But he doesn’t go that way with Sophie’s question! Instead, he says: “When I did my first painting, years and years ago, I was of course brand new at this and I thought I would one day know everything there is to know about painting if I developed good techniques. Yesterday, I finished this painting (Julien points to a painting on the wall) and I now know that it is not possible to know everything about painting! I have come to enjoy “not knowing, not knowing how the paper or canvas will react to the pigment and not knowing what ‘mistakes’ I will make that might turn out to be the best feature of the painting. When I start a new painting, I embark on an adventure. I will have to face my limitations as I acquire new skills, and this is what I enjoy.” Sophie nods sagely like the wise old person she already is! And then Julien says: “To get back to your question, Sophie, my first coloured drawing ever was done with a couple of colouring crayons on a brown paper grocery bag. My family couldn’t afford to buy art supplies, so we made use of every scrap of paper that came our way. That first drawing probably went into the wood stove that cooked our food and heated our house. But, today, in a way, every painting I make turns out to be my first painting because in every painting, there are many “firsts” for me: the first time I’ve drawn a given subject, the first time I combined pigments in such a way, the first time I’ve worked shadows and light in such a manner.” Again Sophie nods sagely.

Sophie glances at her notebook and asks: “My art teacher says I need to work on my technique, so I can become a better painter. What do you do to become a better painter?”  Julien smiles: “You know, Sophie, I have never had an art teacher because there were no art teachers in the area where I grew up. So over the years I became what is called ‘self-taught’. I read lots and lots of books about drawing and painting. I spent long hours visiting museums, galleries and exhibitions put up by other artists. I travelled in Canada, in the United States, in Europe, in South America and many other countries, and everywhere I went, I would look at the art from those countries and, if I could, observe artists at work. I kept trying out new things and thus became more experienced. Sometimes some of my work ended in a recycle bin because I had made too many mistakes and couldn’t repair them. Today, I am a better painter, so I very rarely feel the need to destroy a piece of work. Keep on studying and learning, Sophie, it’s worth it!”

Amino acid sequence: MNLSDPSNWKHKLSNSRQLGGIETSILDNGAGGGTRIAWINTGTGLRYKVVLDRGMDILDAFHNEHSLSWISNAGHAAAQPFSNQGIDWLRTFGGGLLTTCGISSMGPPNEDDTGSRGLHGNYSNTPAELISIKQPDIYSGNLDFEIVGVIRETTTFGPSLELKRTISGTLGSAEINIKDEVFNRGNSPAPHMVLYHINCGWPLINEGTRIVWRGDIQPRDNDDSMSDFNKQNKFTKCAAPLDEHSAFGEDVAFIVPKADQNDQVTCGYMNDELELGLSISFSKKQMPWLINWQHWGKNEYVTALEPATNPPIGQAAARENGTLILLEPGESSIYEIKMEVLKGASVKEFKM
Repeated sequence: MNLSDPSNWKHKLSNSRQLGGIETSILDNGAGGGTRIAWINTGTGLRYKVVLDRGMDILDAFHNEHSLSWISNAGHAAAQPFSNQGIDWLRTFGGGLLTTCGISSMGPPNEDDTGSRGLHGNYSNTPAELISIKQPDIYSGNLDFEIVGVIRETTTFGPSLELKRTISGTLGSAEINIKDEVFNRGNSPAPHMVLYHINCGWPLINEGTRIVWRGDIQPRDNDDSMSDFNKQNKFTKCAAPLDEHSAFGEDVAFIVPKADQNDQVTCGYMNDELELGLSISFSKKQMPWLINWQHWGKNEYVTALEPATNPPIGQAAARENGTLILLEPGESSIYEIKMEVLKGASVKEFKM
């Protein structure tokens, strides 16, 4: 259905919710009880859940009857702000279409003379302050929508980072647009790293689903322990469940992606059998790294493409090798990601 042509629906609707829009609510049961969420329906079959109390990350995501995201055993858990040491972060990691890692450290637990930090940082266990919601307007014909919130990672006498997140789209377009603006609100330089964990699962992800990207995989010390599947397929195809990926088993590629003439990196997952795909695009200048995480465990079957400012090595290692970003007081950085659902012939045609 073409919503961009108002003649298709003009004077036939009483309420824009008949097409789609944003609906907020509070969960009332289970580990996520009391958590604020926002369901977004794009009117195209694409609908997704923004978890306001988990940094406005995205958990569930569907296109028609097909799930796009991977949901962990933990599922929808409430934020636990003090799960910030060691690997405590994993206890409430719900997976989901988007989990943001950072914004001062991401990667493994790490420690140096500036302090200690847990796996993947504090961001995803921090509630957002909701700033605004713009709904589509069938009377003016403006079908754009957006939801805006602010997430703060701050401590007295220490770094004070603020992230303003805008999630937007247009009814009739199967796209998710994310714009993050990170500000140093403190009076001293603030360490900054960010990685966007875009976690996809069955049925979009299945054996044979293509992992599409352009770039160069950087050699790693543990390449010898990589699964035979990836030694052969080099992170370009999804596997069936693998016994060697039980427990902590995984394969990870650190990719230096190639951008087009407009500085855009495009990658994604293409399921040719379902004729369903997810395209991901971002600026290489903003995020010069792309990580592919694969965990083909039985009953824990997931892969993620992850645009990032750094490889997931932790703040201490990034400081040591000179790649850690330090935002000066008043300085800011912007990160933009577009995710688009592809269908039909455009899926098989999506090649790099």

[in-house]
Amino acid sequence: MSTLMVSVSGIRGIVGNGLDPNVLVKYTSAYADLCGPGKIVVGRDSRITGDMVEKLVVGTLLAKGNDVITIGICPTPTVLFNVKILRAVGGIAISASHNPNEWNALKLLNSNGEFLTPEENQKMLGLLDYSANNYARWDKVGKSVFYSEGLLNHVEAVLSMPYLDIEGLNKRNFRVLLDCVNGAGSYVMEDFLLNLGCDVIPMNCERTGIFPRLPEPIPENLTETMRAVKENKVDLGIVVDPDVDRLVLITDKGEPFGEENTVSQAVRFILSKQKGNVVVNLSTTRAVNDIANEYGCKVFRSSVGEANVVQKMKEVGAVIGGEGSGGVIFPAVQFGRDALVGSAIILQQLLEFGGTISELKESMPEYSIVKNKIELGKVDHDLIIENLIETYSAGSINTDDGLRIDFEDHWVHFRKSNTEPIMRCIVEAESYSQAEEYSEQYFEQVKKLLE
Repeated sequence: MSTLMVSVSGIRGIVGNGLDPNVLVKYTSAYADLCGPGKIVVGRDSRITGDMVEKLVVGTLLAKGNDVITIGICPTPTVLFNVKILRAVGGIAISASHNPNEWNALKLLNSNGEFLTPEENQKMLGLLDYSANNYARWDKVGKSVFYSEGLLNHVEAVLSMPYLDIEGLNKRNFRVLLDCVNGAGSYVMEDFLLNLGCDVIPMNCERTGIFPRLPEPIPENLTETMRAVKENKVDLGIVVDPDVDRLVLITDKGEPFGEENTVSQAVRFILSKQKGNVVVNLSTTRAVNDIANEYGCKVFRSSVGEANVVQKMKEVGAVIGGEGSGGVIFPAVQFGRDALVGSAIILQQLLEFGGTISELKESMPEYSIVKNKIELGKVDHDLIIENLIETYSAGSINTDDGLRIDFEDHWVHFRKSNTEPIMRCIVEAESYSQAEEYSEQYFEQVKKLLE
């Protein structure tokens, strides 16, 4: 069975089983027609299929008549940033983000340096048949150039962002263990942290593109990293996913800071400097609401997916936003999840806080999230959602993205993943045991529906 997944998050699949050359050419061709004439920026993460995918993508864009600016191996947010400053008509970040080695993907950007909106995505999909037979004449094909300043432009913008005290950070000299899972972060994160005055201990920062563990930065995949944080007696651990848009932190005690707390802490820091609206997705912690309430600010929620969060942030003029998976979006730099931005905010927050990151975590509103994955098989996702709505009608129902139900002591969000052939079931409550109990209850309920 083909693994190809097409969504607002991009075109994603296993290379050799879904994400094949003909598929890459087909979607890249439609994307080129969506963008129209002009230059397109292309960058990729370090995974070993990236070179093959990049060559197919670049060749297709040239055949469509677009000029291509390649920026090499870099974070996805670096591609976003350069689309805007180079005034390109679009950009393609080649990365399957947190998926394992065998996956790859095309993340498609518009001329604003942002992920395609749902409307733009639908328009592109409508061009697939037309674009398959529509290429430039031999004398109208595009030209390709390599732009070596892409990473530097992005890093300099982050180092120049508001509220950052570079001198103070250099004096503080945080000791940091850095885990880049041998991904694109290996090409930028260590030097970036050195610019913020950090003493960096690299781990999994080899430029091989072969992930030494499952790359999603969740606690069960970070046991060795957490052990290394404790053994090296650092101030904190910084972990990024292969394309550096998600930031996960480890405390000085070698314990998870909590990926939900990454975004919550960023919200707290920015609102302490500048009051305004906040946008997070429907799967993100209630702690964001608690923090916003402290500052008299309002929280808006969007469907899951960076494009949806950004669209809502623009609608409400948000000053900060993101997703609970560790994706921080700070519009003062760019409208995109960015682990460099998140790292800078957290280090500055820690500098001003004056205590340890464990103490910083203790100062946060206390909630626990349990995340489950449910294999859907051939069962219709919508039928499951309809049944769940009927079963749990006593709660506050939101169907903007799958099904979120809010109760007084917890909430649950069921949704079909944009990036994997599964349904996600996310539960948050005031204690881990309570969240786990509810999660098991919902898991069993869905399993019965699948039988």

Image: Pot rouge et oranges, painting by Julien Mercure. Image provided by the author.  
Image: Pot rouge et oranges, painting by Julien Mercure. Image provided by the author.  

I have one more question”, says Sophie. “How do you draw hair?”  I have often heard Julien explain how our minds get in the way of our perceptions and how even the best of artists will paralyze themselves with their ideas about an object or a subject; for example, the idea that drawing a face is extremely difficult. In a way, drawing a face should be no more difficult than drawing a rocking chair! A face is just an object to be carefully observed over and over again till finally the artist can see it as a mass of shadow and light that makes sense to him, so I’m not surprised to hear Julien’s answer: “A good way to learn how to draw hair, Sophie, is to look at pictures of faces, over and over again, until you begin to see that the hair is made up of “threads” that together form a mass of light and shadow, and this is what you want to paint. It’s both simple and quite complex! As you get better at “seeing”, you’ll get better at drawing and painting.”

Another glance at her notebook and Sophie very seriously says: “I appreciate the time you have taken with me to answer my questions. Thank you very much.” Julien nods sagely, and I smile fondly as I see that Sophie has written a little note to herself: “Remember to say thank you like a grownup would.”



Welcome to the 25th solo exhibition of paintings by Julien Mercure
Friday, October 2, 2015, from 5 to 8 pm.
Saturday, October 3 to Sunday, October 11, from 12 to 5 pm.

At the home of Julien Mercure and Geneviève Hone
400 Stewart St, Apt 1401, Ottawa, ON, K1N 6L2, ring 0208

Image: Painting, Fleurs, September 2004, by Julien Mercure. Image provided by Genevieve Hone.

(Painting of peonies and vase, by Julien Mercure.
Image provided by the author.